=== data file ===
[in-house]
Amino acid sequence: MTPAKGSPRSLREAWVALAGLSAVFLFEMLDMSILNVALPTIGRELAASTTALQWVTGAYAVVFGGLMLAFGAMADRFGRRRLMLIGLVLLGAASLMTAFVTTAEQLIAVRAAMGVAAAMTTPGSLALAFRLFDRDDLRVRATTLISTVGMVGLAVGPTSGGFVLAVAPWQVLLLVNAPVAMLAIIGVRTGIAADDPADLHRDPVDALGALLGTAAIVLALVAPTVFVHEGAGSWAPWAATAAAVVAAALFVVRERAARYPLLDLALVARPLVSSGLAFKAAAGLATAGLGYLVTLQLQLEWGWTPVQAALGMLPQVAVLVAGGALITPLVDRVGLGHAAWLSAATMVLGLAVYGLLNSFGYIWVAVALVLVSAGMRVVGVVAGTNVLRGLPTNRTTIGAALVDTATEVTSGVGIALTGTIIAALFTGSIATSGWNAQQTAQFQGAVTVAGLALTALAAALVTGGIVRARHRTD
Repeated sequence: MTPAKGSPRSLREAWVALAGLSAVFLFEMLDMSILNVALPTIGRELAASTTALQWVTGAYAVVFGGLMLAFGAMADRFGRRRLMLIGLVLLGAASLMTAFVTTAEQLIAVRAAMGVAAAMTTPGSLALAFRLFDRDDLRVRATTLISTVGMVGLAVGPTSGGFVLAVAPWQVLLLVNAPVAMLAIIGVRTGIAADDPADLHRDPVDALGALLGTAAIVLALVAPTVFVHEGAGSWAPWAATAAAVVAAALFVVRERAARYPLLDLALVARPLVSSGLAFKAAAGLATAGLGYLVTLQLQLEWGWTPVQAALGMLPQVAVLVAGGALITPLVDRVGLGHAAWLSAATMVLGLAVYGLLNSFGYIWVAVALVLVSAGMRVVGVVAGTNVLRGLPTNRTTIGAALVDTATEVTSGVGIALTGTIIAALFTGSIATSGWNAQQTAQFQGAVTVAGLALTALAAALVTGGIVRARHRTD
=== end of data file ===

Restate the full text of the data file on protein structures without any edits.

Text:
[in-house]
Amino acid sequence: MTPAKGSPRSLREAWVALAGLSAVFLFEMLDMSILNVALPTIGRELAASTTALQWVTGAYAVVFGGLMLAFGAMADRFGRRRLMLIGLVLLGAASLMTAFVTTAEQLIAVRAAMGVAAAMTTPGSLALAFRLFDRDDLRVRATTLISTVGMVGLAVGPTSGGFVLAVAPWQVLLLVNAPVAMLAIIGVRTGIAADDPADLHRDPVDALGALLGTAAIVLALVAPTVFVHEGAGSWAPWAATAAAVVAAALFVVRERAARYPLLDLALVARPLVSSGLAFKAAAGLATAGLGYLVTLQLQLEWGWTPVQAALGMLPQVAVLVAGGALITPLVDRVGLGHAAWLSAATMVLGLAVYGLLNSFGYIWVAVALVLVSAGMRVVGVVAGTNVLRGLPTNRTTIGAALVDTATEVTSGVGIALTGTIIAALFTGSIATSGWNAQQTAQFQGAVTVAGLALTALAAALVTGGIVRARHRTD
Repeated sequence: MTPAKGSPRSLREAWVALAGLSAVFLFEMLDMSILNVALPTIGRELAASTTALQWVTGAYAVVFGGLMLAFGAMADRFGRRRLMLIGLVLLGAASLMTAFVTTAEQLIAVRAAMGVAAAMTTPGSLALAFRLFDRDDLRVRATTLISTVGMVGLAVGPTSGGFVLAVAPWQVLLLVNAPVAMLAIIGVRTGIAADDPADLHRDPVDALGALLGTAAIVLALVAPTVFVHEGAGSWAPWAATAAAVVAAALFVVRERAARYPLLDLALVARPLVSSGLAFKAAAGLATAGLGYLVTLQLQLEWGWTPVQAALGMLPQVAVLVAGGALITPLVDRVGLGHAAWLSAATMVLGLAVYGLLNSFGYIWVAVALVLVSAGMRVVGVVAGTNVLRGLPTNRTTIGAALVDTATEVTSGVGIALTGTIIAALFTGSIATSGWNAQQTAQFQGAVTVAGLALTALAAALVTGGIVRARHRTD